The Feedback: Alina Skrzeszewska's 'Game Girls'
Since IDA's DocuClub was relaunched in 2016 as a forum for sharing and soliciting feedback about works-in-progress, many DocuClub alums have premiered their works on the festival circuit over the past few months. In an effort to both monitor and celebrate the evolution of these films to premiere-ready status, we reached out to the filmmakers, as they were either winding their way through the festival circuit, or gearing up for it.
In this edition of "The Feedback," we spotlight director Alina Skrzeszewska's Game Girls, which she presented at DocuClub LA in January 2017.
We caught up with Skrzeszewska via email in the days preceding the film's Berlinale premiere. This interview has been edited for length and clarity.
Synopsis (courtesy of Berlinale program): Skid Row in Los Angeles is the infamous 'homeless capital' of the USA. Anyone who is trying to learn the rules of the game and survive here has a really tough time, as the stories of the two protagonists of this film, Teri and Tiahna, reveal. Life for this lesbian couple is a constant round of prison, alcoholism and drug peddling, but there is hope, too. Their biographies are typical for the lives of Afro-American women living on the edge of American society. During a workshop initiated by the filmmaker for women in this community, they address their memories and their traumas and embark on a process of transformation during which they come into view as self-determining subjects rather than as victims. Social protests against homelessness in the neighborhood, or the 'Black Lives Matter' campaign are just as much a part of their lives as is the matter-of-fact way in which they choose to live as lesbians, or their bitter struggle with the authorities for their own four walls. The film's intimate, observational camerawork helps tell the story of two women who manage to escape Skid Row but who are nonetheless bound by the constraints of their environment.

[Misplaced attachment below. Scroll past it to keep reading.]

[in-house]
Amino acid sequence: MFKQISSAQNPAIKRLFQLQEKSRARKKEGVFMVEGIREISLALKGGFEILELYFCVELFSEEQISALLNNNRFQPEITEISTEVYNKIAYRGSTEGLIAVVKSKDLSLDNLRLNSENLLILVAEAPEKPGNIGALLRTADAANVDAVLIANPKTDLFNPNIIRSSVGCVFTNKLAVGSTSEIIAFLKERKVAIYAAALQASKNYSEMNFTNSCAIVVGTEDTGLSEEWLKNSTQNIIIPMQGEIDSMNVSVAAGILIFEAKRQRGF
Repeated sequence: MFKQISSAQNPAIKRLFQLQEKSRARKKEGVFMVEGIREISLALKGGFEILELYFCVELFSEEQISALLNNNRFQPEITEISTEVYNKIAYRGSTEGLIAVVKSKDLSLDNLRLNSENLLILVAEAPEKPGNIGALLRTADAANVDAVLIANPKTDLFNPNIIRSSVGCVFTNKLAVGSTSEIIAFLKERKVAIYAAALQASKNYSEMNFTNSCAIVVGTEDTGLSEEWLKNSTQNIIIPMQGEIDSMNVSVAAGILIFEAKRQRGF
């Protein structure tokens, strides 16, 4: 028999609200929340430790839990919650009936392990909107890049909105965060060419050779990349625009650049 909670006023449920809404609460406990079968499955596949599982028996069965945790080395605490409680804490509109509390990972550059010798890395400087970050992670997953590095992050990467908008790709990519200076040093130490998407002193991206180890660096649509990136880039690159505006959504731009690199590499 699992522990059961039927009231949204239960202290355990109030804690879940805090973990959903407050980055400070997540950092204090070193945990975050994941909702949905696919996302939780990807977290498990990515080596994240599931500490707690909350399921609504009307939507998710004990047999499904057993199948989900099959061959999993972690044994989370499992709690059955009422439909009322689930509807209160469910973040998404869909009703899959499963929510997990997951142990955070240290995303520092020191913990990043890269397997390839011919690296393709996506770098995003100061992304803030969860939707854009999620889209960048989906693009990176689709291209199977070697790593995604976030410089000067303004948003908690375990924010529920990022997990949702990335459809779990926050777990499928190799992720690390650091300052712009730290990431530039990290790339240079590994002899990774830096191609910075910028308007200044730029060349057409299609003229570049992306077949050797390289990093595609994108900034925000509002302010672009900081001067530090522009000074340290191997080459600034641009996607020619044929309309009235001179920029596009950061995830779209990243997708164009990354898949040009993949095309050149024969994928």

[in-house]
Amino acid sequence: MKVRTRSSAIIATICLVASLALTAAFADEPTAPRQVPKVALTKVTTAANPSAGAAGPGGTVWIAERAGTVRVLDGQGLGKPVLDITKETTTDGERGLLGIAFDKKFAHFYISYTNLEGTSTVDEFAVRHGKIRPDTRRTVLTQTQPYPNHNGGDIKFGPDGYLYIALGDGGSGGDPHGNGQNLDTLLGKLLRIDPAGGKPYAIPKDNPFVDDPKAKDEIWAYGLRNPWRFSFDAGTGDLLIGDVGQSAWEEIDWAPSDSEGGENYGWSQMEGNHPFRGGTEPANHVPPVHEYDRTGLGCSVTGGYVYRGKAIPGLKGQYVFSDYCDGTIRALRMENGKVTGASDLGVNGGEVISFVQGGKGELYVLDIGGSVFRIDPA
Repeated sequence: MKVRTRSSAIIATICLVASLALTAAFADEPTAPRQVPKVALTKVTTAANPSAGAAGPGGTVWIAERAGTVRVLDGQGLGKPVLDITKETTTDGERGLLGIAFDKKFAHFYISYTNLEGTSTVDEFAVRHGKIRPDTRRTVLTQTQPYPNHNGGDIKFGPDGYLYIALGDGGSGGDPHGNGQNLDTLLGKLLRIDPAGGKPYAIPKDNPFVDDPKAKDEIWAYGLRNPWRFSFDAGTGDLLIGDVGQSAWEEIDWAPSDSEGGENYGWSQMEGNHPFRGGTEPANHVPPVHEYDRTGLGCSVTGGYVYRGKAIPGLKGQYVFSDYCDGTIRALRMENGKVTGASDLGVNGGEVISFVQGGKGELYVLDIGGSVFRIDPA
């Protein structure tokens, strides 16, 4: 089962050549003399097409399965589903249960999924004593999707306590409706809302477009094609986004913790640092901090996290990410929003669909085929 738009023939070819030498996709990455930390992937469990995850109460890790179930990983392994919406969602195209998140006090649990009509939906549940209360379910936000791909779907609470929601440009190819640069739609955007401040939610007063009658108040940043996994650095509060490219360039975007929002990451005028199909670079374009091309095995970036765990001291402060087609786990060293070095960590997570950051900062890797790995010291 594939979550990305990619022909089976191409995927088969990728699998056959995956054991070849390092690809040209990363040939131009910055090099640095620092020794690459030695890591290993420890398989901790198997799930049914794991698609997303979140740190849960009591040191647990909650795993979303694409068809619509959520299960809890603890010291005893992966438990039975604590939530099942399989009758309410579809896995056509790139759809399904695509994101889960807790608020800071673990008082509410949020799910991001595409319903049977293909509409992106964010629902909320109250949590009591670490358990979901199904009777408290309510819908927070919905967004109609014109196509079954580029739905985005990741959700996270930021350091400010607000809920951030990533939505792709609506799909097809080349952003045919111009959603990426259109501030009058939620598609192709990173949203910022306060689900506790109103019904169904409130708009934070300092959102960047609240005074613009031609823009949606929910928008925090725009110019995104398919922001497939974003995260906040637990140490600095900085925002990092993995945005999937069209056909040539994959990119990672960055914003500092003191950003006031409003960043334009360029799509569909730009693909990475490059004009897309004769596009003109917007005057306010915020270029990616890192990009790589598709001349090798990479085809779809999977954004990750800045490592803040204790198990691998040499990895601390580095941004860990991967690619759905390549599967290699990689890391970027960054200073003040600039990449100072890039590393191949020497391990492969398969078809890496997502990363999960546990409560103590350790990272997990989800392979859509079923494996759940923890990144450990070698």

This is a film (in part) about the workshop process, and DocuClub is a kind of filmmaking workshop. What were your expectations going into the DocuClub screening of Game Girls?
I was basically curious to see what the reaction would be. It was a test. I knew the film wasn't finished, but it was difficult to see what it was that we had at that point, so we needed some outside eyes. I was open to whatever the experience would be.
Was DocuClub your first public screening?
Was there something special about screening Game Girls in front of a Los Angeles audience?
It was crucial that it was a Los Angeles audience. I specifically wanted feedback from people who were local, who could understand the movie from that perspective. The main producer, as well as the editor of the movie,Social were French, so it was a specific concern of mine to keep that local perspective, while also making it interesting for people elsewhere.
What were the central challenges in your film that you felt could benefit the most from a work-in-progress screening?